- Numerous scientific papers explore the reasons people say they got divorced.
- We took a look at some of those papers and pulled out recurring themes.
- Seven common reasons are listed below. They include infidelity, growing apart, and getting married too young.
When it comes to studying divorce, social scientists have two options. They can observe different couples and try to figure out on their own what predicts the end of a marriage, or they can simply ask people why their marriage ended.
A growing body of scientific research falls into that second category. Researchers either ask participants to choose from a list of potential reasons for divorce, or they ask participants to answer an open-ended question about why they divorced. A recent blog post on Psychology Today, by the psychologist Scott M. Stanley, for example, highlights several papers on people’s reasons for divorce.
We took a look at some of that research and pulled out seven common reasons participants gave to explain their divorce. Those reasons are listed below in random order.
Infidelity is a common explanation for divorce.
In one small study, published 2013 in the journal Couple and Family Psychology, one participant described the infidelity that led to the divorce this way:
“He cheated on me … Then I met somebody else and did the same thing … And when he found out about it we both essentially agreed that it wasn’t worth trying to make it work anymore because it just hurt too bad.”
Still, it’s worth noting that infidelity doesn’t always have to doom a relationship. The couples therapist Esther Perel previously told Business Insider that the discovery of an affair – while potentially devastating – can sometimes allow a couple to reestablish the kind of intimacy and honesty that they hadn’t had in years.
Drinking and/or drug use is a commonly cited marital problem.
One participant in the 2013 study told the researchers: “I said ‘absolutely no more bars’ and as soon as I found out he was back in them, I asked for [a divorce].”
That same study found substance abuse was also a relatively common “final straw” in the decision to end a marriage.
Lack of commitment
This turns up as a reason for divorce in at least two studies, each of which asked people to choose from a list of potential factors.
In the 2013 study, one participant said:
“It became insurmountable. It got to a point where it seemed like he was no longer really willing to work [on the relationship]. All of the stresses together and then what seemed to be to be an unwillingness to work through it any longer was the last straw for me.”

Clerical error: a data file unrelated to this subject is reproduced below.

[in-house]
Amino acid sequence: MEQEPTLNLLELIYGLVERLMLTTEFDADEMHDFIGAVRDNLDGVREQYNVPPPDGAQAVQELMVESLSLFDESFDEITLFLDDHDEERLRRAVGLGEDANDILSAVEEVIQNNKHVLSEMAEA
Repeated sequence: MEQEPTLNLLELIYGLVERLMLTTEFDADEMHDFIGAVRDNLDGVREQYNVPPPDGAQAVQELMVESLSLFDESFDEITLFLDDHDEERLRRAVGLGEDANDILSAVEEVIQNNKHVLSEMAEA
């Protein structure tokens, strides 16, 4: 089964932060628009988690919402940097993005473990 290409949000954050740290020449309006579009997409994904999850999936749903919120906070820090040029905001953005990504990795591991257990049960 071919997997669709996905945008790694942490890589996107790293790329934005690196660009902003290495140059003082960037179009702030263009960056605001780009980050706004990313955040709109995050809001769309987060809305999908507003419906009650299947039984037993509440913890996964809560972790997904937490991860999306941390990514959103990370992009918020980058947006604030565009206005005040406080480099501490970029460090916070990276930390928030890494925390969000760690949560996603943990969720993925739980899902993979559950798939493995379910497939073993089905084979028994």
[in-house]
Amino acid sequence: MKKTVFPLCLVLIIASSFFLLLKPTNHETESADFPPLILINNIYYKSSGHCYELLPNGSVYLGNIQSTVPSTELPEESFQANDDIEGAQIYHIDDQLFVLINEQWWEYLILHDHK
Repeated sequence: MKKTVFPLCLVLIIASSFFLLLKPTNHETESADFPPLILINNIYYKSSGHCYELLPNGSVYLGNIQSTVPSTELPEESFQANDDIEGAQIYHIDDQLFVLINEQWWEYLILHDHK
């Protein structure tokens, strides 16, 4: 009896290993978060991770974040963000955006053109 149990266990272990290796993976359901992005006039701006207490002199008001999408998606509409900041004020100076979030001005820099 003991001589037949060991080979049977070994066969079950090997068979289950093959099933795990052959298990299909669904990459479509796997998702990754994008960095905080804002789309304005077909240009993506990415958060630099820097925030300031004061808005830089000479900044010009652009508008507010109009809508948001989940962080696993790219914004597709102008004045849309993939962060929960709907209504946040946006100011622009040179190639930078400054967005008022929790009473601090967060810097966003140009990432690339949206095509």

Too much conflict and arguing
“We’d have an argument over something really simple and it would turn into just huge, huge fights,” one person wrote in the 2013 study, adding: “And so our arguments never got better they only ever got worse.”
There’s no guarantee that any conflict-management strategy can prevent divorce. But for couples who feel as if they’re always having the same fight, Perel recommends simply listening and displaying empathy. Instead of always cutting your partner off so you can share your side of the story, try hearing the person out and reflecting back what he or she has told you.
In a 2003 study, published in the Journal of Family Issues, participants responded to an open-ended question about why they divorced. About 8% of people said they grew apart from their spouse, making it the fourth most common reason in that study.
Growing apart was also the top reason cited in a 2012 study, published in the Journal of Divorce & Remarriage, in which participants chose from a list of potential reasons for divorce. Participants could select more than one reason; more than half said they grew apart.
The psychologist Eli Finkel previously told Business Insider that couples do sometimes grow apart – that’s a risk you take when you tie the knot.
Finkel said couples getting married were essentially saying: “We’re going to make this promise that says, regardless of all those sorts of changes and even when all those sorts of changes might lead us in a different direction, we are going to work super hard to try to make sure this marriage works.”
Financial problems are another common reason for divorce. One person in the 2013 study said: “I had a severe illness for almost a year and I was the only employed person [before that] so obviously money ran very short.”
Interestingly, couples therapists say money is one of the main reasons people seek marriage counseling. (Problems with parenting and physical intimacy are two others.)
That’s why Business Insider’s Lauren Lyons Cole, a certified financial planner, recommends that couples know everything about each other’s money before they get married – from their student-loan debt to their spending habits.
Getting married too young
Marrying too soon turned up as an important reason for divorce in some of the studies in which participants chose from a list of potential reasons.
One participant in the 2013 study said, “The main reason [we divorced] was because of our age. I think that being 19 at the time we got married, it just didn’t take. I think that we didn’t take anything as seriously as we should have.”
Interestingly, research suggests that couples who marry in their teens and couples who marry in their mid-30s or later are at greater risk for divorce than couples in their late 20s and early 30s. The risk is especially high for teenage couples.
As Nicholas Wolfinger, a professor at the University of Utah, wrote on the conservative-leaning Institute for Family Studies blog, the late 20s appears to be the best time to get married.
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